In addition to that, I want to say that there is no better way to start businesses than to encourage an entrepreneurship culture in our youth, and we have excellent programs on that front as well. We have a summer company program in which 307,000 students participated, and most of them were actually from the rural areas. In addition to that, we have given $1.7 million to the Canadian Youth Business Foundation, which will help 282 students and maybe create about 3,500 new jobs.

I'm very pleased to say that we have excellent programs to encourage entrepreneurship in this province.


Mr. Ted Chudleigh (Halton): My question is for the Minister of Transportation. Gridlock is costing the GTA billions of dollars a year, and this situation is getting worse on your watch. This morning, the Residential and Civil Construction Alliance released its report on gridlock in the GTA. They have made several recommendations to the government to ensure that gridlock becomes a thing of the past.

The situation is critical. A solution from the McGuinty government is long overdue, and what we have seen so far from this government is nothing but announcements and re-announcements and appointments to boards where no money is flowed. The GTTA, like thousands of motorists on the road, sits idle.

Minister, you continue to dither, delay and deflect responsibility for tackling gridlock in the GTA. When are you going to stop paying lip service to this issue and actually make something happen that really addresses the issue of gridlock in the GTA?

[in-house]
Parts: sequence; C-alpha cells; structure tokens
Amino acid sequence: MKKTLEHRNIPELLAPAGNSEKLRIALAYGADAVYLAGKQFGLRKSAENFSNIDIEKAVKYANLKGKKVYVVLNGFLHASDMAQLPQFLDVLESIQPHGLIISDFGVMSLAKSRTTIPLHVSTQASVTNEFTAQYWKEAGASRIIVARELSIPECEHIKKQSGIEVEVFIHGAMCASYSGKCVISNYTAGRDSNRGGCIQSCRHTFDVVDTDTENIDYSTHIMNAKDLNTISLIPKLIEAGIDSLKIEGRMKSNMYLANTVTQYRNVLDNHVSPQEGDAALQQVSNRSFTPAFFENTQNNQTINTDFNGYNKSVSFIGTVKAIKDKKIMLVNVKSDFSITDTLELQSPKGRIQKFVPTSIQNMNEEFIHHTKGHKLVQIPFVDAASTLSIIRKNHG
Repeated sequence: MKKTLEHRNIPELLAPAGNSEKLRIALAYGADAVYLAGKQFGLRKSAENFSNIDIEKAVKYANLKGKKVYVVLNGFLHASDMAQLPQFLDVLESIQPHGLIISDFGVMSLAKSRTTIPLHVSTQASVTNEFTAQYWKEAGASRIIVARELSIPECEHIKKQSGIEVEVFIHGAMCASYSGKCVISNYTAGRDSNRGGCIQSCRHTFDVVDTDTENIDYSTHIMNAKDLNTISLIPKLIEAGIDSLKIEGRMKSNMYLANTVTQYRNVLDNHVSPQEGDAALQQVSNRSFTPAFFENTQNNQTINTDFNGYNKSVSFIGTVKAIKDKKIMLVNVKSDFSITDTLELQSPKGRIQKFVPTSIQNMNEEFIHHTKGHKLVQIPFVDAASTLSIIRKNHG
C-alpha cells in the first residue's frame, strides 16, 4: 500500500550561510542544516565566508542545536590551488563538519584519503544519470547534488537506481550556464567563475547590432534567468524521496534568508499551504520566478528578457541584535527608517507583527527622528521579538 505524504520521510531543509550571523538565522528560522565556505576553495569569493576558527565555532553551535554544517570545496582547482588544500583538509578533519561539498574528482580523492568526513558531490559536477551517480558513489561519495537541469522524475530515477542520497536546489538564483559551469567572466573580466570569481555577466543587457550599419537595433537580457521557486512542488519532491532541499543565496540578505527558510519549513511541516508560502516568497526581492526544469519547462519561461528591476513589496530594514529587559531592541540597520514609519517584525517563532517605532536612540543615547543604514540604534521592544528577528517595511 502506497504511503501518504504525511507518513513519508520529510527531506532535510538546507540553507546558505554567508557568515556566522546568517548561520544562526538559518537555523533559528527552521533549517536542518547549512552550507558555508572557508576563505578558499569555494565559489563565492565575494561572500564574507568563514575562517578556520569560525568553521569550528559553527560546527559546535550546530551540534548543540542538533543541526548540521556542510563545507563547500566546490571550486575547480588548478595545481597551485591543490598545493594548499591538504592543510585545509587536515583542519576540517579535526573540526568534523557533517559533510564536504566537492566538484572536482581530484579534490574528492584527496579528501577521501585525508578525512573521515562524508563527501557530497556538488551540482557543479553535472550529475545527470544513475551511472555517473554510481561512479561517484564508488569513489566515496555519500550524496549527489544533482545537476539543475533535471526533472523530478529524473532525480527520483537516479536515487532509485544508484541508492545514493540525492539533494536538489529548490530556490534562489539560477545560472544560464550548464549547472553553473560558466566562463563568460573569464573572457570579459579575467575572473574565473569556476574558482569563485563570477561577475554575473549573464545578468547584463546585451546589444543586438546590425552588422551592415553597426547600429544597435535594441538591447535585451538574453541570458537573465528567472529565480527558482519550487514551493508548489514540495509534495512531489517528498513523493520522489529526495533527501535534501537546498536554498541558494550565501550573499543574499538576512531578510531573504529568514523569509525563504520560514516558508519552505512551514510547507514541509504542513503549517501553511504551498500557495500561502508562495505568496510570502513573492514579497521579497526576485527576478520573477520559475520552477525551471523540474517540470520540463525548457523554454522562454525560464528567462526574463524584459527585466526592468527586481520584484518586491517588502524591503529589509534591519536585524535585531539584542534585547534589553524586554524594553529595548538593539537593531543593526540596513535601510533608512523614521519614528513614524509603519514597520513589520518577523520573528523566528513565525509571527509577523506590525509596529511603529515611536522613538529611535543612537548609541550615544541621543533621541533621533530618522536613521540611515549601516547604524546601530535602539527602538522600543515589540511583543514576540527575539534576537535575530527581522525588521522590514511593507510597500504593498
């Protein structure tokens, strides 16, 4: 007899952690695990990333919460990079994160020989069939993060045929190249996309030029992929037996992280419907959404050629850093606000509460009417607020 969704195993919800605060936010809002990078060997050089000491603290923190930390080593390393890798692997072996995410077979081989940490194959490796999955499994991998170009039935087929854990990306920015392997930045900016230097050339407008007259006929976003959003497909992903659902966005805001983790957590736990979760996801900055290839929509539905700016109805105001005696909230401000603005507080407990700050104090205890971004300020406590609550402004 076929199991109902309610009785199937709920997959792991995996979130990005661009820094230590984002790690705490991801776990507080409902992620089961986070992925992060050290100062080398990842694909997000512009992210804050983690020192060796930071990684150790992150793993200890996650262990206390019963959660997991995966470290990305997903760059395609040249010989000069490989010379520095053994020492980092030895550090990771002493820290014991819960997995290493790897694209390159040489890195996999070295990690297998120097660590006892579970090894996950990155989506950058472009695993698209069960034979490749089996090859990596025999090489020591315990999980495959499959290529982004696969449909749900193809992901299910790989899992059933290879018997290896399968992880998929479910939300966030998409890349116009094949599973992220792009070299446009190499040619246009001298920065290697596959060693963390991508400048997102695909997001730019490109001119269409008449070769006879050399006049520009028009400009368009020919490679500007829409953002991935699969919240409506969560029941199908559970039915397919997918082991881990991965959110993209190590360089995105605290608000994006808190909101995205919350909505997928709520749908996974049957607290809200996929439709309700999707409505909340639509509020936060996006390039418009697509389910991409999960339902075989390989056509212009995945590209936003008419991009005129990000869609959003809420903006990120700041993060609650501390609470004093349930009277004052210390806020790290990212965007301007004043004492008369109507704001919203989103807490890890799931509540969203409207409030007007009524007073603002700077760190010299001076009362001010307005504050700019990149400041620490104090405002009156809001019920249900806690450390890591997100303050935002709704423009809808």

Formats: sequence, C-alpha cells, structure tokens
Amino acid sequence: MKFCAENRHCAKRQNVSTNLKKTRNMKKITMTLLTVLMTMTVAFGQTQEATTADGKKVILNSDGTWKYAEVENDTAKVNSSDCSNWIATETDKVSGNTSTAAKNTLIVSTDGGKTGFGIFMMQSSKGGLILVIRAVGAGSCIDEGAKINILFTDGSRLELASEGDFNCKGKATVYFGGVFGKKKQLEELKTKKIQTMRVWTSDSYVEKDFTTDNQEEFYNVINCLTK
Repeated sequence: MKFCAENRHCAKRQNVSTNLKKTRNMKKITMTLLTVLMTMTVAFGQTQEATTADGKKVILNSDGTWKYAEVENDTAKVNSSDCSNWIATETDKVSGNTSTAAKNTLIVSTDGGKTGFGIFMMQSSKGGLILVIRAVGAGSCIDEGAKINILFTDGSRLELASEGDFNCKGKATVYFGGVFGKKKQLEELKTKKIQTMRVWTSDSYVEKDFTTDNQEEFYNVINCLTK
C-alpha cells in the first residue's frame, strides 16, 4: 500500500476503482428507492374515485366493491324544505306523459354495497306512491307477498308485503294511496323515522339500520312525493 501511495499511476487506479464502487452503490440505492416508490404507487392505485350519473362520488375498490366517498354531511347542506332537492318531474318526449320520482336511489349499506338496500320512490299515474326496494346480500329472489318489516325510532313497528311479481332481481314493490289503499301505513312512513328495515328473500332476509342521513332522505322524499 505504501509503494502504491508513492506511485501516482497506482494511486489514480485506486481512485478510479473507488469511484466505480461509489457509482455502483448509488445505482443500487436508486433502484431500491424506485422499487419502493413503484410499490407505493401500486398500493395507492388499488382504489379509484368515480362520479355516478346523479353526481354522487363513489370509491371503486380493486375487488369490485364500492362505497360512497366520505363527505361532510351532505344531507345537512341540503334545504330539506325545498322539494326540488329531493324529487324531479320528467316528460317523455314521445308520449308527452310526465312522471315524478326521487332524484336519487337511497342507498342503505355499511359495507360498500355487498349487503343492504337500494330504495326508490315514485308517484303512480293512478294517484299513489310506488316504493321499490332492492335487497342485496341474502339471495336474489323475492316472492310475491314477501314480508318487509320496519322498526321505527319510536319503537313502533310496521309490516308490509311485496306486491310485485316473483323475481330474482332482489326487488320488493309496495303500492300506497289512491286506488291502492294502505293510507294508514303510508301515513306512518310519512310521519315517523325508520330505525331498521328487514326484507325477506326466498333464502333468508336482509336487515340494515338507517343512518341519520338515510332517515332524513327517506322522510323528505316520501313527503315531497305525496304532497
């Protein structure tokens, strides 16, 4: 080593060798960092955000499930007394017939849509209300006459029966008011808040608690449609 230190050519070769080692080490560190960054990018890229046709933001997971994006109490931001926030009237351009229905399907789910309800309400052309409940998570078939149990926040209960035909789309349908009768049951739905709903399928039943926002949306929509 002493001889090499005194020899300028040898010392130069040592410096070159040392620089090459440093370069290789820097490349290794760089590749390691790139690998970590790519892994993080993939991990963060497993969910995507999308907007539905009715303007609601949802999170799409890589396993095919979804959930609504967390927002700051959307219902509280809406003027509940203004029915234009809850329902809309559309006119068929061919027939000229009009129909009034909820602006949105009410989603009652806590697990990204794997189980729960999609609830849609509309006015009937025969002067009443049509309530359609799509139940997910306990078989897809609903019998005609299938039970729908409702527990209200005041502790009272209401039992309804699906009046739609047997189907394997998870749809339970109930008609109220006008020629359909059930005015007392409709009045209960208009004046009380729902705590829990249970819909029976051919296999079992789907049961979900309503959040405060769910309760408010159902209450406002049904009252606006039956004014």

Hon. Donna H. Cansfield (Minister of Transportation): Actually the report that was given out this morning is very much in sync with what the government is currently doing, and we welcome the report. Unlike members across the way who do not care for any expert advice, we welcome the expert advice we've just received.

There is no question that gridlock is a serious issue, but the fact of the matter is that we have, we are and we will continue to address the issue. Again, there's money set aside for the GTTA. We've asked, until after the election, that the people themselves can be elected or unelected. They come from the regions -- Hamilton to Durham -- they have a strategy in place, and the money is there to start the planning. Without question, it is there. We've given the money.

When you talk about public transit, you heard me say before: $1.5 billion; $1.2 billion for all the cities from the gas tax -- ongoing, continual funding that is occurring to help relieve gridlock and congestion on our roads.

Mr. Chudleigh: I hope the minister's expert advice is better than the expert advice the Premier got on coal-fired plants.